WHEN the owners of Deaf Can! Coffee were approached by the Jamaica National Foundation in 2016 to join its Social Enterprise Boost Initiative (SEBI), they had one major concern — they did not know how to run a business.

Fast-forward almost two years and numerous training sessions later, Deaf Can! Coffee, through the SEBI, is doing much better financially.

But even though the company is tight-lipped about its finances, Opal Whyte, project manager of JN Foundation/USAID SEBI Programme, has argued that the social profit of developing a business managed and operated by hearing-impaired entrepreneurs is just as important as its monetary gain.

“Deaf Can! really represents the best of a business with a purpose… It is very clear what the mission of Deaf Can! is: to engage, equip and empower people who are deaf,” Whyte told the Jamaica Observer on Thursday at the public launch of Deaf Can! Coffee’s E3 Café in Cassia Park, St Andrew.

“The JN Foundation sees the work of Deaf Can! as not only impacting those who are employed to Deaf Can!, but the deaf community is so enthusiastic about the possibilities that are there. We are changing people’s perspective of how they view people who are deaf, and what we ultimately hope is that the rest of Jamaica will include persons who are deaf into mainstream activities,” Whyte added.

The launch, which was an effort by JN Foundation to sensitise the public to the existence and operations of the E3 Café, was attended by various representatives from public and private businesses in corporate Jamaica, who were treated by the Deaf Can! staff to a variety of coffee beverages and pastries.

The café also carries a line of branded Deaf Can! T-shirts, hand-sculpted coffee mugs, and handcrafted bracelets and earrings.Whyte encouraged the attendees to support the café — which boasts modern amenities, such as high-speed Wi-Fi access, a flat-screen television for presentations and state-of-the-art coffee-making equipment — by making it their choice for coffee and other delights, as well as booking the space for small business meetings.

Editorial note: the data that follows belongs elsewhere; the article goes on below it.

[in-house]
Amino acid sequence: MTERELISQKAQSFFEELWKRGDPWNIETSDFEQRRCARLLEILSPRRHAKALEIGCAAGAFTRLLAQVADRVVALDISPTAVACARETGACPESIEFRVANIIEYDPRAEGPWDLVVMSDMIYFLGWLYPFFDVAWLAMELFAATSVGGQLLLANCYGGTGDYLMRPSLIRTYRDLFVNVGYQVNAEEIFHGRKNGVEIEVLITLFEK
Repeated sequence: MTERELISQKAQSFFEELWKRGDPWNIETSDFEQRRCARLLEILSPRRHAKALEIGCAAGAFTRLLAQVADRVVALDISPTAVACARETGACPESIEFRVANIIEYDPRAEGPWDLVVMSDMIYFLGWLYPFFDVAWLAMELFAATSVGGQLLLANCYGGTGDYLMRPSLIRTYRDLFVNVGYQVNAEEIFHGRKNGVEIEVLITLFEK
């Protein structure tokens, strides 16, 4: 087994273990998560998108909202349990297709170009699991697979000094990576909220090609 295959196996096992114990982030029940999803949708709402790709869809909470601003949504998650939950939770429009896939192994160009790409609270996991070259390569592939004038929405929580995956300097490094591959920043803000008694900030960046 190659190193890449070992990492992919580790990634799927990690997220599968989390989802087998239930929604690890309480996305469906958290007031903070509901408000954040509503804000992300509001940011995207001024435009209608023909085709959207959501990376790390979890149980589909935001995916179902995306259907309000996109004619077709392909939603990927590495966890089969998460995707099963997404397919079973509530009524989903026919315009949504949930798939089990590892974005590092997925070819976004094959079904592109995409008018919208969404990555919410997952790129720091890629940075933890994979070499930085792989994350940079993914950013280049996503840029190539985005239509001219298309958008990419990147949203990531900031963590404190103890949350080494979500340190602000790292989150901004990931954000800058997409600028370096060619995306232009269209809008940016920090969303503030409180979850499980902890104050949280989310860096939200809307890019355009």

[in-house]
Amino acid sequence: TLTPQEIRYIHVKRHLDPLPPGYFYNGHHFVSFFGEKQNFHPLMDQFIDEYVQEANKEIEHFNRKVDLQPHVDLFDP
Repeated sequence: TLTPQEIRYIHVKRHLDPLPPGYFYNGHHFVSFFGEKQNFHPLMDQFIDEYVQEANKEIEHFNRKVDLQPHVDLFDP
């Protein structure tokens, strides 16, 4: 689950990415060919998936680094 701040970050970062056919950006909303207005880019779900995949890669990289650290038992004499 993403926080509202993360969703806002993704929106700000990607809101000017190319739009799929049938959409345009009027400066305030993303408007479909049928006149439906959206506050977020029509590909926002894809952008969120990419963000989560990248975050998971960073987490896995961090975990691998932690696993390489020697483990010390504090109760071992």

“It is another revenue stream for Deaf Can!,” she said. “But you will also be supporting the cause of empowering Jamaica’s deaf community.”

E3 Café, which stands for ‘engaging, equipping, and empowering’ Jamaicans who are deaf is located at Caribbean Christian Centre for the Deaf Kingston campus, one of several locations from which Deaf Can! Coffee is sold.

Other outlets are at the United States Embassy, Toyota Coffee House, Jakes Hotel, Script Café, Jablum Coffee House at the NCB Towers, Morgan’s Creek and Bookophilia.

In addition, the company operates a mobile unit.

Having graduated from the incubator phase of the SEBI — which provided training in brand development, product pricing and sales, negotiating with private sector and staff recruitment — Deaf Can! Coffee has matriculated to the accelerator phase, which offers training in leadership development, management of employees and private sector partners, and management of growth.

Noting that through the SEBI, Deaf Can! has increased its number of employees from two to more than 26, Whyte told Sunday Finance that she hopes all Jamaicans will be inspired by the company.

“Deaf Can! represents not just empowerment for deaf persons, but for everybody,” she said. “Everybody can, and Deaf Can! is one of the greatest symbols of that. It doesn’t matter what your limitation is or what access you think you didn’t have. It is possible for anybody to achieve their goals once they work towards it and create that structure.”

The SEBI, which began in 2013, is a programme created by JN Foundation, with the support of the United States Agency for International Development, aimed at creating an enabling business environment for social enterprises in Jamaica, and assisting them in transitioning their grant-funded operations into viable, profit-making businesses which can support their social missions.

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